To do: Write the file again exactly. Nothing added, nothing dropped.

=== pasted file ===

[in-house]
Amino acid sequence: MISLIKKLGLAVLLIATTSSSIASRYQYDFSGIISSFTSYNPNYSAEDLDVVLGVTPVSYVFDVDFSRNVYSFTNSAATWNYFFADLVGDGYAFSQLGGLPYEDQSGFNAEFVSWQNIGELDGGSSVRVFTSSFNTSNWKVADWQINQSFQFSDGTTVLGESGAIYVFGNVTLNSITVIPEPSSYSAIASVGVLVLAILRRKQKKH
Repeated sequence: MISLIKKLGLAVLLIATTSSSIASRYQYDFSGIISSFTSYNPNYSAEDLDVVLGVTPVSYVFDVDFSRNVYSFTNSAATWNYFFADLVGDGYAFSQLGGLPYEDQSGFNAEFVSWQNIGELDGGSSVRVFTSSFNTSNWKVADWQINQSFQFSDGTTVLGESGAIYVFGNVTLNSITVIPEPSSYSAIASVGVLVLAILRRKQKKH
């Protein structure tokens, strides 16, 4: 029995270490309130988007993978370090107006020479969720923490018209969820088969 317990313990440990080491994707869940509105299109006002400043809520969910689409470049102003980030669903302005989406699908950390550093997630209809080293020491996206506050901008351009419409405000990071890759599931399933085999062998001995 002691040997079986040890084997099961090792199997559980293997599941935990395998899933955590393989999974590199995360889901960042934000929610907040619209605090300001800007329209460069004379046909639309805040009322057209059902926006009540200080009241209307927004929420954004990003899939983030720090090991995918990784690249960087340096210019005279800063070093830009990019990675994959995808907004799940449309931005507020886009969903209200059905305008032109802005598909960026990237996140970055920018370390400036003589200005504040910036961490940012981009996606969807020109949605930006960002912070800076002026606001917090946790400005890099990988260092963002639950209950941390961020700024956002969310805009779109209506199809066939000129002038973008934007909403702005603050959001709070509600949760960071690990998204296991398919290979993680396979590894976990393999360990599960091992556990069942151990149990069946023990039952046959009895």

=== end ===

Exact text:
[in-house]
Amino acid sequence: MISLIKKLGLAVLLIATTSSSIASRYQYDFSGIISSFTSYNPNYSAEDLDVVLGVTPVSYVFDVDFSRNVYSFTNSAATWNYFFADLVGDGYAFSQLGGLPYEDQSGFNAEFVSWQNIGELDGGSSVRVFTSSFNTSNWKVADWQINQSFQFSDGTTVLGESGAIYVFGNVTLNSITVIPEPSSYSAIASVGVLVLAILRRKQKKH
Repeated sequence: MISLIKKLGLAVLLIATTSSSIASRYQYDFSGIISSFTSYNPNYSAEDLDVVLGVTPVSYVFDVDFSRNVYSFTNSAATWNYFFADLVGDGYAFSQLGGLPYEDQSGFNAEFVSWQNIGELDGGSSVRVFTSSFNTSNWKVADWQINQSFQFSDGTTVLGESGAIYVFGNVTLNSITVIPEPSSYSAIASVGVLVLAILRRKQKKH
């Protein structure tokens, strides 16, 4: 029995270490309130988007993978370090107006020479969720923490018209969820088969 317990313990440990080491994707869940509105299109006002400043809520969910689409470049102003980030669903302005989406699908950390550093997630209809080293020491996206506050901008351009419409405000990071890759599931399933085999062998001995 002691040997079986040890084997099961090792199997559980293997599941935990395998899933955590393989999974590199995360889901960042934000929610907040619209605090300001800007329209460069004379046909639309805040009322057209059902926006009540200080009241209307927004929420954004990003899939983030720090090991995918990784690249960087340096210019005279800063070093830009990019990675994959995808907004799940449309931005507020886009969903209200059905305008032109802005598909960026990237996140970055920018370390400036003589200005504040910036961490940012981009996606969807020109949605930006960002912070800076002026606001917090946790400005890099990988260092963002639950209950941390961020700024956002969310805009779109209506199809066939000129002038973008934007909403702005603050959001709070509600949760960071690990998204296991398919290979993680396979590894976990393999360990599960091992556990069942151990149990069946023990039952046959009895």